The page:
Tuesday, June 28, 2011
In the old-school blogosphere, we tend to devote a lot of energy looking backwards, deciphering the often "lost art" of old-school gaming, and bringing that energy to our contemporary game tables. I, at least, often forget (or just don't care) that our hobby continues on. Not, all that often, as I would like it to, but it continues nonetheless.
The picture above is from a local museum which has a large exhibit going about video games and their history. The most popular cooperative online game being WoW, they devoted a window to its history and inspiration, and there sits a old original D&D boxed set!
Recently, Bill Slavicsek has "left" his post as lead R&D for D&D after twenty years with TSR and WotC. This, inevitably, has started a flurry of speculation that "5E D&D" now looms on the horizon (as if Bill was somehow standing in the way of that, like Gandalf on the bridge in Khazad-dum).
I have to admit, it is fun to speculate, sometimes, on what a possible 5E could look like. If I had my way, it would be a sort of "D&D Classic" somewhere along the lines of the rules mechanics of B/X with all the flavor and options of 1E.
That, of course, will never happen.
Simply because the hobby is not popular enough anymore to support a company on the sales of single (or even triple) rulebooks alone. If the hobby shrinks to a tenth of its former fan base, the financial solution is apparently to try and sell ten books to every customer instead of one. If it shrinks to a hundredth, well...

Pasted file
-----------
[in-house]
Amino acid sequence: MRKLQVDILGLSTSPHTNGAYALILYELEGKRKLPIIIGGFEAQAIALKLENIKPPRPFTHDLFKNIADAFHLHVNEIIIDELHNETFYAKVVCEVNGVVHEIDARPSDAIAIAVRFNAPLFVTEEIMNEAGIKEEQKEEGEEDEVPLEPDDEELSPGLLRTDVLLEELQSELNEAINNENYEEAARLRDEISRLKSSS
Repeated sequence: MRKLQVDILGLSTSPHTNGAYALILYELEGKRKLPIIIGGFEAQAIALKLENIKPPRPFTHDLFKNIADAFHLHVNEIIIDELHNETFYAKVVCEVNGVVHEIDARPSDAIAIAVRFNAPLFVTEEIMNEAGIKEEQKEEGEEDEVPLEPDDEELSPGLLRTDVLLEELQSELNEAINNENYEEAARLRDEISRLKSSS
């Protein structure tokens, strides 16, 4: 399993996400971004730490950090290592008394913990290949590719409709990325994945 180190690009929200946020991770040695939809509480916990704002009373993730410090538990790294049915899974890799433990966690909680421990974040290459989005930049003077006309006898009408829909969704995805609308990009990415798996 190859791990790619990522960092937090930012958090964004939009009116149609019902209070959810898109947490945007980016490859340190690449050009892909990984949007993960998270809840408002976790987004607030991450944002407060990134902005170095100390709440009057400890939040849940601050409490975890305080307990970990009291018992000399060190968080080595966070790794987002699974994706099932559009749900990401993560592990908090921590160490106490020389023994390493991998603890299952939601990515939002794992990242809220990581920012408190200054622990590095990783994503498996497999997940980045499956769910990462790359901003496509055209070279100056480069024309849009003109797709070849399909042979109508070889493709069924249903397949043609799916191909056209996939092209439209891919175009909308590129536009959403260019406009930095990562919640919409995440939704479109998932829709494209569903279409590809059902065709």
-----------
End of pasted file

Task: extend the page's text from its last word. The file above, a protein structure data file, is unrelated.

4E and 3E (or Pathfinder, as it is now called heh) are brilliant money makers! Where once a DM bought a book and an adventure and players developed their characters according to ingame development, 4E and 3E characters are "builds". This means they are a framework that players can hang all kinds of compartmentalized options off of. Like a christmas tree. Actually, more like an iPhone, because few of those cool "apps" you want your character to have are free - you must buy splatbooks to get them all.
Some of you may be surprised I've included Pathfinder in the above observation; they have a reputation as "the People's Game". But I offer you the "Advanced Players Guide" and the new Arcane characters splat, and the forthcoming Martial characters splat and so on. A recent Paizo adventure I flipped through described a monster, instead of with a stat block, as "Bestiary 2 pg.33". Not even the successive monster books are optional! You must purchase everything to "fully experience" the game.
Now, please don' t take this as an indictment of 4E or 3E - lots of people love playing these, I've enjoyed them both myself. My point, as in the title of this post, is Looking Forward. My point, is that, in most ways, RPG development in the future will continue to be largely revenue-motivated, with actual play experience taking a back seat to financial concerns. Like WoW, we will always be able to trace a game's "roots" back to the original boxed set of D&D, but I suspect future products will resemble that game less and less as the years go by, as opposed to more.
What do you think?